Syria: War is the Servant of No One


By A. G. Moore 8/28/2013

Boer Women and Children in a British Concentration Camp during the Second  Boer War
Photo from the British National Army Museum Wikimedia Commons in the public domain

“The regime’s belated decision to allow access is too late”, Secretary of State Kerry declared on Tuesday, as he laid the case for U. S. military action in Syria . On March 17, 2003 George W. Bush declared, “It is too late for Saddam Hussein to remain in power”–and he made his case for the invasion of Iraq. The parallel between these two speeches is not ironic; it’s tragic. In each speech the quality that comes through is a calculating and indifferent hubris. We go to war, these men say, not because we must but because we are offended and our pride demands it.

I ask, who will be punished for Assad’s offense? Kerry claims that the Syrian government must be held “accountable”. How will the Secretary accomplish this? With a bombing campaign against “military” targets but one that will exact an untold number of “collateral” losses? From whose mother, father, brother, child will Kerry ask payment for wounded pride?

News reports over the last couple of days have suggested that the U. S. plans a “limited” campaign of aerial strikes. The bombardment, these reports suggest, is supposed to start on a day certain and end three days later. This is to be a controlled engagement. Funny thing about war, though, once entered it’s a little like opening Pandora’s Box. Lift the lid and there’s no telling what will come out

War, history teaches us, is no one’s servant.

For example, take the Second Boer War. The British expected this one to be a cakewalk lasting only a few months. The Brits had wrangled with Boers in South Africa before and had settled differences with relatively little drama. So England thought the second Boer conflict would go as easily.  In October of 1899 the Brits issued an ultimatum, one that was patently unacceptable to the Boers. War ensued, but not the one the British had envisioned. This one was sloppy, with irregular Boer units waylaying and ambushing British troops. By the time the war was over–2 1/2 years later–about 75,000 people had been killed. While the Brits did achieve the war’s purpose–acquiring territory they coveted–the war had extracted a terrible toll in lost lives, spent treasure and declining prestige.

And then we can look to another war, one closer to home: the U. S. Civil War. The savagery of this conflict was so unanticipated that spectators showed up at the first land skirmish with picnic baskets and opera glasses in order to catch the show. Four years after this first battle at Mannassas, the war ended. By then 618, 000 soldiers had died in combat. Hundreds of thousands more had been wounded. An estimated 50,000 civilians perished. This war so divided the nation that it might reasonably be argued the U.S. is still suffering its consequences.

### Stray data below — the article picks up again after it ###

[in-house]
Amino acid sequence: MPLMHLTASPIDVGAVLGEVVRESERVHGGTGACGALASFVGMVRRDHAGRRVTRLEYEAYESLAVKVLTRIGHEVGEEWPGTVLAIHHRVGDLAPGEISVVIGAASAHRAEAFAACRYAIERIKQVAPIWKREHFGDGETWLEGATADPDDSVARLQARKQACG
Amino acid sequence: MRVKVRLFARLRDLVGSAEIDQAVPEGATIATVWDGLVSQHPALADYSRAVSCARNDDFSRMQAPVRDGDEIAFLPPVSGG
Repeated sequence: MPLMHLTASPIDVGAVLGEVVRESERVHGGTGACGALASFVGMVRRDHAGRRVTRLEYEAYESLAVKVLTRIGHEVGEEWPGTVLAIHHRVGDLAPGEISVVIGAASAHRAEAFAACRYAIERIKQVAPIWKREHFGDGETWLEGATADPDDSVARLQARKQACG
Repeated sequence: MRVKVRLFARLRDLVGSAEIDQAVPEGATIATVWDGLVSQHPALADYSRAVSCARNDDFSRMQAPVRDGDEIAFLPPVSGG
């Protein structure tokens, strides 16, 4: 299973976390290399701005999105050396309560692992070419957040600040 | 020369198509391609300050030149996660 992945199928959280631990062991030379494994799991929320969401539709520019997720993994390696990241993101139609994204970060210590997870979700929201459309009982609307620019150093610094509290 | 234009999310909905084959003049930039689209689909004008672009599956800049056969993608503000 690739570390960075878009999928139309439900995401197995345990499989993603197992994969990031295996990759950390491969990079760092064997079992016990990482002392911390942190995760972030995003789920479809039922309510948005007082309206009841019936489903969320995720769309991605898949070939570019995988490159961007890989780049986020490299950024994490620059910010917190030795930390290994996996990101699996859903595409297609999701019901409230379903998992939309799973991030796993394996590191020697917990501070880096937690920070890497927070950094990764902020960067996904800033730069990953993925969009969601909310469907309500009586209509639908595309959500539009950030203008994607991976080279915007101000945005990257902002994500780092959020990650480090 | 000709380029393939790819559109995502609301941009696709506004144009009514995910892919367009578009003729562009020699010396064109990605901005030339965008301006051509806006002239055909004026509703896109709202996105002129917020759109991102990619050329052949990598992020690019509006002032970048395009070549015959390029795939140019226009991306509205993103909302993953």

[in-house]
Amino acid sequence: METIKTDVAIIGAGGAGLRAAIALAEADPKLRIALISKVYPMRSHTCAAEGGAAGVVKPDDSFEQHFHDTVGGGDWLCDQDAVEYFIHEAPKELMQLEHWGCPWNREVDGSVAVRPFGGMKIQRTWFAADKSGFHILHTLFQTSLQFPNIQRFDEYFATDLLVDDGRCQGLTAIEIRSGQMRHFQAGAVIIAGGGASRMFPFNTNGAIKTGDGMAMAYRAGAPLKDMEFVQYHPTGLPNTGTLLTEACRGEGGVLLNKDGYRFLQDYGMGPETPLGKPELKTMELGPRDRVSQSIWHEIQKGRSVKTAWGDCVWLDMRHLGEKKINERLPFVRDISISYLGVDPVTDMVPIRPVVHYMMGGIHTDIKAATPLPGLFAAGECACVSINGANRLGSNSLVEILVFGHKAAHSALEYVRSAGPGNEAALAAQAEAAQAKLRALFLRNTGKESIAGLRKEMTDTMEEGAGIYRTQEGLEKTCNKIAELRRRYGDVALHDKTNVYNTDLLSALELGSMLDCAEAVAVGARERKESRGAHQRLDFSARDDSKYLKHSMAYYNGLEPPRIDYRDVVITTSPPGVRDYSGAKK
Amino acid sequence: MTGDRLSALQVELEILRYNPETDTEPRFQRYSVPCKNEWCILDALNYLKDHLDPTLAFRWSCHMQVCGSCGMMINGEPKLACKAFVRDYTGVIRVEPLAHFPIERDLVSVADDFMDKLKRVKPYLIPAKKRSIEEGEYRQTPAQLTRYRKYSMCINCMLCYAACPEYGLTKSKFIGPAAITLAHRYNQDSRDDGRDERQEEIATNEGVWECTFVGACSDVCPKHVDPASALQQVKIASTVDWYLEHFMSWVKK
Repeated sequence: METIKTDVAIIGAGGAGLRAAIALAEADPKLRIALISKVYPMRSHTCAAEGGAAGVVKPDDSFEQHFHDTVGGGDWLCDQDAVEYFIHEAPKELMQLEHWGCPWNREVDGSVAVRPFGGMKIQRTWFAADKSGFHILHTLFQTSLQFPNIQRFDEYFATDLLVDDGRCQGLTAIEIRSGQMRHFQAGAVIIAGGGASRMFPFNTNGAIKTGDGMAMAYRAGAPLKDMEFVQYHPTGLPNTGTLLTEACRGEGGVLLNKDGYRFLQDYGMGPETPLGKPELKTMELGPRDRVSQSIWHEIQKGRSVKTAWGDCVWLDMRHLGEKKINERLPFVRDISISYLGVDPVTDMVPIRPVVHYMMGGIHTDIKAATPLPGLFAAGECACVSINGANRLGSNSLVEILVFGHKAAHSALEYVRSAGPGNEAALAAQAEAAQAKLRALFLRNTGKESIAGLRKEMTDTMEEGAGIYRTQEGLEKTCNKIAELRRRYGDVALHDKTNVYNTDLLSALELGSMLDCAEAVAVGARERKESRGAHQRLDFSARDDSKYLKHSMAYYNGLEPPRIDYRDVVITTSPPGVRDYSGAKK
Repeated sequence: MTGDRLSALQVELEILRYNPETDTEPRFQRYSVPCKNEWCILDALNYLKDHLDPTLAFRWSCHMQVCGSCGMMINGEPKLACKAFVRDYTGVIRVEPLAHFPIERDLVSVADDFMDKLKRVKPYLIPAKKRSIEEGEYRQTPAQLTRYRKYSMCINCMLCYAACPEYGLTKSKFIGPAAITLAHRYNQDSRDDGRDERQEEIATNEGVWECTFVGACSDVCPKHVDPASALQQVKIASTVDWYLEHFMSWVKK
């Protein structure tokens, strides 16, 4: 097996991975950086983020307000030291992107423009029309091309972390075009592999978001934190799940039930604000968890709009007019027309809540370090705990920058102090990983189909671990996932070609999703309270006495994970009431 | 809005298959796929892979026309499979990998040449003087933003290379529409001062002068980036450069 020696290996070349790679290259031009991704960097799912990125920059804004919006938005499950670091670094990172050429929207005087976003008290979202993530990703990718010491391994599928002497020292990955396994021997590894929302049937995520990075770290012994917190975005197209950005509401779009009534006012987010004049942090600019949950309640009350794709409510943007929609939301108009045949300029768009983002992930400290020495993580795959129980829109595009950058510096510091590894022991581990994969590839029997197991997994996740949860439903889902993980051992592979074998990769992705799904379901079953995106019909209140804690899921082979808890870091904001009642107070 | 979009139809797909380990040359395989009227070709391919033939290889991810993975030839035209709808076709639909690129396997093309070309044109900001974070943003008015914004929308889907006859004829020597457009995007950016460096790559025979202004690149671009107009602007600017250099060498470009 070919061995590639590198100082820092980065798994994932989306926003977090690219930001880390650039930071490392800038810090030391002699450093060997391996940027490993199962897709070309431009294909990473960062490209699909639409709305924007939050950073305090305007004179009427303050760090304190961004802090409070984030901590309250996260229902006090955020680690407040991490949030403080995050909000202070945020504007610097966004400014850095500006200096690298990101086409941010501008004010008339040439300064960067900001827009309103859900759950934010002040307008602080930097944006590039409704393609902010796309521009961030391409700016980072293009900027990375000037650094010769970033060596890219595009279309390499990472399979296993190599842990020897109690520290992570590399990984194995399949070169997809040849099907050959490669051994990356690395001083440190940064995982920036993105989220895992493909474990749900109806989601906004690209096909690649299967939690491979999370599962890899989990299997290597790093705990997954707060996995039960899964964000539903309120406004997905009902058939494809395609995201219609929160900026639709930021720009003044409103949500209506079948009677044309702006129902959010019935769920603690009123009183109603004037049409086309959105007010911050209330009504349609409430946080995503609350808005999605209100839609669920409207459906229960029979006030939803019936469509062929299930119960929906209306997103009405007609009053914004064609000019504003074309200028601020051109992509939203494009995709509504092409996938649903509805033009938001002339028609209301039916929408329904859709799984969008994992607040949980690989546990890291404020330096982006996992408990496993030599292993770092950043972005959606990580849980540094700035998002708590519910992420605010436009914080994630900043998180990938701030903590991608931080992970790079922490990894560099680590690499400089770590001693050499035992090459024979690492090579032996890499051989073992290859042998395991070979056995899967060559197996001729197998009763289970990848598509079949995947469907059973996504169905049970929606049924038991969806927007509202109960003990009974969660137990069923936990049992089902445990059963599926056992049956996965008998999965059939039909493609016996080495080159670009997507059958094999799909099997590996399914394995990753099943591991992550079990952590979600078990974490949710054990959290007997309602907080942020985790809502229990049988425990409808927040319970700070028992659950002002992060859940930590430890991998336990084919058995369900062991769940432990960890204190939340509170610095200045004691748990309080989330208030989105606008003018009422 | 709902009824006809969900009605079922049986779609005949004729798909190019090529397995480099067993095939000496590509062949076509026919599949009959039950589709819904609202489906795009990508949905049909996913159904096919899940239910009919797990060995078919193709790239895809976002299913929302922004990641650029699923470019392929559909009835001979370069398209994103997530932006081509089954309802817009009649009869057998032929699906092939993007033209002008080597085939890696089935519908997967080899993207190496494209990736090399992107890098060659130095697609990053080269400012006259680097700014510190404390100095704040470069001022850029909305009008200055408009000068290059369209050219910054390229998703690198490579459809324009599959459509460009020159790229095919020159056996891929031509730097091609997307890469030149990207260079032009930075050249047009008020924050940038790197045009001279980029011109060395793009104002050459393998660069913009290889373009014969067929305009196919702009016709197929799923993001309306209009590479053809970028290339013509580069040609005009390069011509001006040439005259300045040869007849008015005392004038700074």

Finallly, let us return to George Bush and his Iraq adventure. The Iraq War was supposed to cost between $50 and $60 billion. By 2007, one independent research organization(Opinion Research Business Poll) estimated  the cost of the war had risen to $1.7 trillion . Not included in this estimate is ongoing, unquantifiable expenditures for care and rehabilitation of wounded soldiers. Besides the financial burden the war imposed on the U. S., there is of course the loss suffered by the Iraqi people. The ORB estimates that between 2003 and 2007 approximately 1,033,000 Iraqis met violent deaths as a direct result of the war.

Both John Kerry and Barack Obama are educated people; their temperaments incline them toward reflection. So what are they thinking? Has power so corrupted their world view that they perceive events in narrow focus? Are the lessons of history lost on them so that only noise from interested parties gets through? Perhaps it is not just hubris that brings the U.S. to the brink of war. Perhaps it is also the effect of an echo chamber in the halls of power, where vested interests jockey for advantage and gain.

Eisenhower–always I return to Eisenhower–warned about those vested interests, about that echo chamber. Of all the dangers he mentioned in his Farewell Address, this one startles most: “Beware the military industrial complex”.  It is the entrenched interest of this complex, along with certain geopolitical calculations, that send us time and again to drink from war’s bloody trough.

Let’s not be seduced this time into battle  by cynical manipulators strategically planting images of human suffering in media outlets. The suffering is true. What is not true is the notion that we can mitigate or end it by bombing the Syrian people.

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